When considering teams in free agency, tight end Anthony Fasano chose the Chiefs for three reasons.
By RANDY COVITZ
The Kansas City Star
Andy Reid. Alex Smith. Arrowhead Stadium.
Fasano, who spent the past five seasons at Miami, was eager to play in Reid’s tight-end friendly offense and catch passes from new Chiefs quarterback Alex Smith.
“Looking back at Coach Reid’s past with tight ends and their success is definitely a positive,” Fasano said, “and Alex seems to like the tight end.”
As for Arrowhead, here’s what Fasano did in two games in Kansas City while a member of the Dolphins: five catches for 85 yards and [ ital ] four [ end ital. ] touchdowns.
Two of those touchdowns came in the Dolphins’ 38-31 win over the Chiefs in December 2008 in a game played in minus-12 degree wind chill. The other two came in a 31-3 rout of the Chiefs in 2011.
“It’s been a pleasant experience coming to Arrowhead,” Fasano said. “Not only from my times playing against the Chiefs, which for an opponent was pretty intimidating … but it’s a great atmosphere.”
The Chiefs need Fasano’s magic touch to continue at Arrowhead. Fasano, 29, is the only tight end on the roster who has caught a pass in an NFL game.
The departure of veteran tight end Tony Moeaki left the position in the hands of Fasano, who has 205 career receptions, including 24 touchdowns; third-round pick Travis Kelce, and newcomer Sean McGrath, who was claimed on waivers from Seattle, where he appeared in two games last season.
“I’m still excited about our group,” Fasano said. “We have a lot of potential, and we’re going to create some mismatches for defenses. We’ve got some young guys, but we have a nice mix, and we’ll get better and better as time goes on.”
The combination of Moeaki _ who caught 33 passes in 2012 and 47 as a rookie in 2010 _ and Fasano and Kelce provided roles for each.
Moeaki was a threat whether he lined up next to the tackle, in the slot or flanked wide. Kelce, a strapping, 6-5, 260, was impressive lining up wide and making plays downfield in training camp but still needs to refine his blocking. And Fasano was the most polished in-line blocker of the three and was adapt at running intermediate routes.
Now, Fasano and Kelce will have to do the work of three, until McGrath gets up to speed.
“I don’t know if my role changes too much,” said Fasano, who caught eight passes for 69 yards in three preseason games. “I definitely have to be a leader in that (tight ends meeting) room. That’s one of the biggest hats I’m going to have to wear.”
Kelce, who was hampered by a knee injury the last two weeks, is taking his cues from Fasano.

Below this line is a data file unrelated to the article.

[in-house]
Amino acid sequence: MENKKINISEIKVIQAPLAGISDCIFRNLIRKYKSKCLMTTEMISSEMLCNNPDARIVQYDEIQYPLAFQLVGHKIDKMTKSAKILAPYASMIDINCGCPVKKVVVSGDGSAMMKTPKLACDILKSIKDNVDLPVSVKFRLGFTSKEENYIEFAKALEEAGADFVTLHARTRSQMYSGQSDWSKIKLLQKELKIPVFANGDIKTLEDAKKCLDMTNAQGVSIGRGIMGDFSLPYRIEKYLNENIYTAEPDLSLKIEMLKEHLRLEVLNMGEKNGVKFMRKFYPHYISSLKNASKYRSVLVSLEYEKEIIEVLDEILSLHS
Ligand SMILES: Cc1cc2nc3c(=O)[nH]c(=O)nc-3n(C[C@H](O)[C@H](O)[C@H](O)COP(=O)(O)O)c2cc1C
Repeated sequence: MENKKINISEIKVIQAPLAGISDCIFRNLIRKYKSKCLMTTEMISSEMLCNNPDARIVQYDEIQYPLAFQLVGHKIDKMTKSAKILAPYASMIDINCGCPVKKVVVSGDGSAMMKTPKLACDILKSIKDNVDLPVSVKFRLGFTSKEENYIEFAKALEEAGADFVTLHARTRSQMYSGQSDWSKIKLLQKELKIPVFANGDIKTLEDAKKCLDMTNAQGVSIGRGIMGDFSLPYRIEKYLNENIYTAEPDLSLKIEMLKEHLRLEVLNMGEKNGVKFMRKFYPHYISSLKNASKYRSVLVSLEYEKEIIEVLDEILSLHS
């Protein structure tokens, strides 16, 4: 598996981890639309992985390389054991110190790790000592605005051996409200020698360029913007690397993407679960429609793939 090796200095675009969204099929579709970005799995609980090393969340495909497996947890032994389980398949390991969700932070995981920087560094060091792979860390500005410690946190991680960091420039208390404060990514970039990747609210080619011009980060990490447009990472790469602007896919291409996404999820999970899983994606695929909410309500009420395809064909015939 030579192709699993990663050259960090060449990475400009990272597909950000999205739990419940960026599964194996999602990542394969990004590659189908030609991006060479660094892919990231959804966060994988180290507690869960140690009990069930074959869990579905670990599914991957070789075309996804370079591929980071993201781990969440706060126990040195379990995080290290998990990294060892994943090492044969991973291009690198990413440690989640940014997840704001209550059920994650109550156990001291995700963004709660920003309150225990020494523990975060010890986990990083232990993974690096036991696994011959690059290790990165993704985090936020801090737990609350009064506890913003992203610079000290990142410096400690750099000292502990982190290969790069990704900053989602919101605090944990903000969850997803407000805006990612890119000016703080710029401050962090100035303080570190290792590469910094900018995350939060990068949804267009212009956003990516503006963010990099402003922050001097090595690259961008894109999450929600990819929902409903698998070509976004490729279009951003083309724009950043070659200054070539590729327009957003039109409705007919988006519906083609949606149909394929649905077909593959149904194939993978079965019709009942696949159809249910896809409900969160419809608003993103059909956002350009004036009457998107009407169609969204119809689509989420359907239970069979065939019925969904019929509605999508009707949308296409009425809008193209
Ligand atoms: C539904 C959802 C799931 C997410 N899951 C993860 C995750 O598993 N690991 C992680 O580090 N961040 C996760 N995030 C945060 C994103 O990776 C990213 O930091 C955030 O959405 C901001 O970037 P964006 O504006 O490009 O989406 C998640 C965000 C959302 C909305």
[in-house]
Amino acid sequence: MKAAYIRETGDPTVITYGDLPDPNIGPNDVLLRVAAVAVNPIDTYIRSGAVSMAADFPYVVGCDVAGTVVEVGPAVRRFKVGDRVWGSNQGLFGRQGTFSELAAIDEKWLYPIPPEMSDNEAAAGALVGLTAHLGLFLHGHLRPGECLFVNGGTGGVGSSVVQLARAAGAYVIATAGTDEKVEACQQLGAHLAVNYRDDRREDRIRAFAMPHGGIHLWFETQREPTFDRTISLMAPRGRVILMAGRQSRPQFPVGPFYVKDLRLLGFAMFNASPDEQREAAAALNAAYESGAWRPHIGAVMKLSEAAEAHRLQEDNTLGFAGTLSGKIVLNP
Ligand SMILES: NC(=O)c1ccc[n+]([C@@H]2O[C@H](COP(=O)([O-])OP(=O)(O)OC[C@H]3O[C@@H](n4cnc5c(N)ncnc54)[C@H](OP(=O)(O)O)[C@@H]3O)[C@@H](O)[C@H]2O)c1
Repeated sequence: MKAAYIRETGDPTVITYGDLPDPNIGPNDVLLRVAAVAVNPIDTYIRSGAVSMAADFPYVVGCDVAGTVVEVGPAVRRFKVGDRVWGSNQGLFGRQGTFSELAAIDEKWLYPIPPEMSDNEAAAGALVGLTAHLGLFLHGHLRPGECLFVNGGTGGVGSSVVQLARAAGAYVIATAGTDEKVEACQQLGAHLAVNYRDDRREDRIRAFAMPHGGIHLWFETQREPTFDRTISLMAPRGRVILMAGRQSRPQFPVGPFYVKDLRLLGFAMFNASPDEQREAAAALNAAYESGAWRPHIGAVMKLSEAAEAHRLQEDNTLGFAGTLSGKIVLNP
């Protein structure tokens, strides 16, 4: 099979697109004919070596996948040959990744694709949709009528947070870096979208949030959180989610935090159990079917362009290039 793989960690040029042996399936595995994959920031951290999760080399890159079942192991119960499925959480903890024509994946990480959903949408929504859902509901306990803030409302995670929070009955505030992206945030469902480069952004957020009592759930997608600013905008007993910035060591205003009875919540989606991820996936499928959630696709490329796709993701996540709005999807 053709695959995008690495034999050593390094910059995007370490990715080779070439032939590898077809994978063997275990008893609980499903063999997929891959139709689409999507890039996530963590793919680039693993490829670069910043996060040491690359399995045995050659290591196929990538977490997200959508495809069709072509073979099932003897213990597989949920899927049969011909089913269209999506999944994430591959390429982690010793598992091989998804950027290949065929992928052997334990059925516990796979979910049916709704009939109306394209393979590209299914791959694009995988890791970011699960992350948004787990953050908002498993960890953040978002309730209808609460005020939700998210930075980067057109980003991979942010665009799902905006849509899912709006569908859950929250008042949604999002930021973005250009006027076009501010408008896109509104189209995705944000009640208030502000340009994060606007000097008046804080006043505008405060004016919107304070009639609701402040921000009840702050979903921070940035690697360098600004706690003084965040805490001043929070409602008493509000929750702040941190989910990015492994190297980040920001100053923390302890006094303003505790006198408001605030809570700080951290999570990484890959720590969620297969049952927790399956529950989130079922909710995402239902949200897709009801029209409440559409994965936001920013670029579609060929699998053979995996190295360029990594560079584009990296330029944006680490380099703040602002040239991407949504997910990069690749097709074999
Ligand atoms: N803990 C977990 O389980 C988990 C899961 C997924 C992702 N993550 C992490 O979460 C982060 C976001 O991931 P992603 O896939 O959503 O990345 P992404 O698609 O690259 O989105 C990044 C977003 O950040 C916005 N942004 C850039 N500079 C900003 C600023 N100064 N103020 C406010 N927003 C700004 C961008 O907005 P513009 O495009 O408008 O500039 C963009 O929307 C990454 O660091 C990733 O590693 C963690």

“He is a professional’s professional,” Kelce said. “He knows what he’s doing. He’s been around for a long time. He has one of those minds where he gets it, and he can also relay the message. That’s what good leaders do. They not only can do it themselves, but they can get into the younger minds and influence them to do the right things that need to be done.”
Kelce, who caught 45 passes for 722 yards and eight touchdowns last year at Cincinnati, believes he has the versatility to perform in the Chiefs offense.
“In this offense, no matter whether you’re the first string tight end, the second string tight end .. the different personnel we have in the game, you’re going to have to be able to do everything on the field,” Kelce said. “As a tight end, we’re going to have to do what wideouts do and what linemen do and what fullbacks do in terms of blocking. It’s a universal offense, and the skill sets are going to have to be used everywhere.
“You can tell tight end in this offense is a focal point. It’s exciting because you know you’re going to get those one-on-one blocks where you can spring runs, and you’re going to get the ball thrown your way.”
McGrath, 6-5, 247, spent most of the 2012 season on Seattle’s practice squad after missing most of his senior season at Henderson (Ark.) State with a foot injury. He caught 55 passes for 656 yards and four touchdowns in 2011.
“I like his size, I like his ability to block, I like his hands,” said Chiefs general manager John Dorsey. “He can play on special teams. He has a little deep snapping ability for an emergency guy.”
If Reid is concerned about the position in the wake of Moeaki’s injury, he’s not showing it.
“Fasano does everything very well,” Reid said. “Kelce is a young kid … sky’s the limit for him. He’s working hard to get himself to where he is consistent at everything. He was getting better and better, and then got hurt. In our early practices, he was one of the young guys who jumped out at you. It’s a matter of him working through his knee, and he’s doing that.”
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